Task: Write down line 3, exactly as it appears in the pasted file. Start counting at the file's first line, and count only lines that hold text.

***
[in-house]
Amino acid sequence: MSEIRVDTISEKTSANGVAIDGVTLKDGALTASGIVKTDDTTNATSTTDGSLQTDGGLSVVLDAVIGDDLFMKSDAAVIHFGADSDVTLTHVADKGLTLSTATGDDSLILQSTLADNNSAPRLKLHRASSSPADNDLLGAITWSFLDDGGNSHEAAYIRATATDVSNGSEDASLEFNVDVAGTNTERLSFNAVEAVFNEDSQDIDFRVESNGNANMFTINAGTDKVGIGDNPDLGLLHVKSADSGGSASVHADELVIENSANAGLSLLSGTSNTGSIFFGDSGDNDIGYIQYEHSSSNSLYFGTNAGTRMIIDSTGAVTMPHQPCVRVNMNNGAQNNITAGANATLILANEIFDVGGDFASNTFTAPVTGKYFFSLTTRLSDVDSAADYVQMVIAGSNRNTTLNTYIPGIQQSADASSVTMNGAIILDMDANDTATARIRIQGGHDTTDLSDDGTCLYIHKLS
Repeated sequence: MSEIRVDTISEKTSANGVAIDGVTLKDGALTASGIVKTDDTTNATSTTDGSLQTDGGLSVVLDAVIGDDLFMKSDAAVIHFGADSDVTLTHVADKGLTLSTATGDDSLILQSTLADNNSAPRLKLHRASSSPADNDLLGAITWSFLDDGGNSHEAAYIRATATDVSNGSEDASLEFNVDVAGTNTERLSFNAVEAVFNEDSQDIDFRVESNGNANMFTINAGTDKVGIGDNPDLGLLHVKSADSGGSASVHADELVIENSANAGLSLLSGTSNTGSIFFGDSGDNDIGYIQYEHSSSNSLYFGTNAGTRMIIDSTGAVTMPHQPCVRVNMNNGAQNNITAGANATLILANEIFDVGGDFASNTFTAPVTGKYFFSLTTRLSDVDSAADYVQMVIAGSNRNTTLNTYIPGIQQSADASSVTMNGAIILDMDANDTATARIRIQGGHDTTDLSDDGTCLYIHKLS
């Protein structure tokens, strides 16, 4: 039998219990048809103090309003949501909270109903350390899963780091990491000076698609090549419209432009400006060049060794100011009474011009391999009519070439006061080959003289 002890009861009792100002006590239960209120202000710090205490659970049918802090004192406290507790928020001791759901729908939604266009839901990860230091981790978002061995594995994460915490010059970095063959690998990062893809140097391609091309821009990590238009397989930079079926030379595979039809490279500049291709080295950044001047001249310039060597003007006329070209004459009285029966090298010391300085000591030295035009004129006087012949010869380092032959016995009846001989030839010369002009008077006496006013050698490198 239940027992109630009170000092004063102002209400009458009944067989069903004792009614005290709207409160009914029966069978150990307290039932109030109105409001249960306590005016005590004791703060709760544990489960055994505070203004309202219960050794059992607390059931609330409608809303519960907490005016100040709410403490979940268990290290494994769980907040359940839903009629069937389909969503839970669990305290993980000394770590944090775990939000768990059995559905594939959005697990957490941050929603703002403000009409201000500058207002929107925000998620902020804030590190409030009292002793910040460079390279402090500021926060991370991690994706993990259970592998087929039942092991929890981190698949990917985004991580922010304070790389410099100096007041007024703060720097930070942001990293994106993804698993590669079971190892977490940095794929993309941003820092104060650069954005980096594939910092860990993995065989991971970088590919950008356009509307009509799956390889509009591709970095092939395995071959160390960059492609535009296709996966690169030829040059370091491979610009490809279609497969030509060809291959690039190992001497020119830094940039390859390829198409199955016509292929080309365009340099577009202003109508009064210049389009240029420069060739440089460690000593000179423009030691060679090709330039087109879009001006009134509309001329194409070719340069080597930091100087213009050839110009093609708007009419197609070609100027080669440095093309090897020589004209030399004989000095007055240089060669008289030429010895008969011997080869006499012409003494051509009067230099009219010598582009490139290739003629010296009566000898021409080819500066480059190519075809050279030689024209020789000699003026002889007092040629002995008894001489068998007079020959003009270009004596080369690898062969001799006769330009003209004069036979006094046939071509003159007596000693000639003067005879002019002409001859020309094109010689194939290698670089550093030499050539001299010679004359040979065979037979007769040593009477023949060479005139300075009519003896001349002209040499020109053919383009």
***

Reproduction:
Repeated sequence: MSEIRVDTISEKTSANGVAIDGVTLKDGALTASGIVKTDDTTNATSTTDGSLQTDGGLSVVLDAVIGDDLFMKSDAAVIHFGADSDVTLTHVADKGLTLSTATGDDSLILQSTLADNNSAPRLKLHRASSSPADNDLLGAITWSFLDDGGNSHEAAYIRATATDVSNGSEDASLEFNVDVAGTNTERLSFNAVEAVFNEDSQDIDFRVESNGNANMFTINAGTDKVGIGDNPDLGLLHVKSADSGGSASVHADELVIENSANAGLSLLSGTSNTGSIFFGDSGDNDIGYIQYEHSSSNSLYFGTNAGTRMIIDSTGAVTMPHQPCVRVNMNNGAQNNITAGANATLILANEIFDVGGDFASNTFTAPVTGKYFFSLTTRLSDVDSAADYVQMVIAGSNRNTTLNTYIPGIQQSADASSVTMNGAIILDMDANDTATARIRIQGGHDTTDLSDDGTCLYIHKLS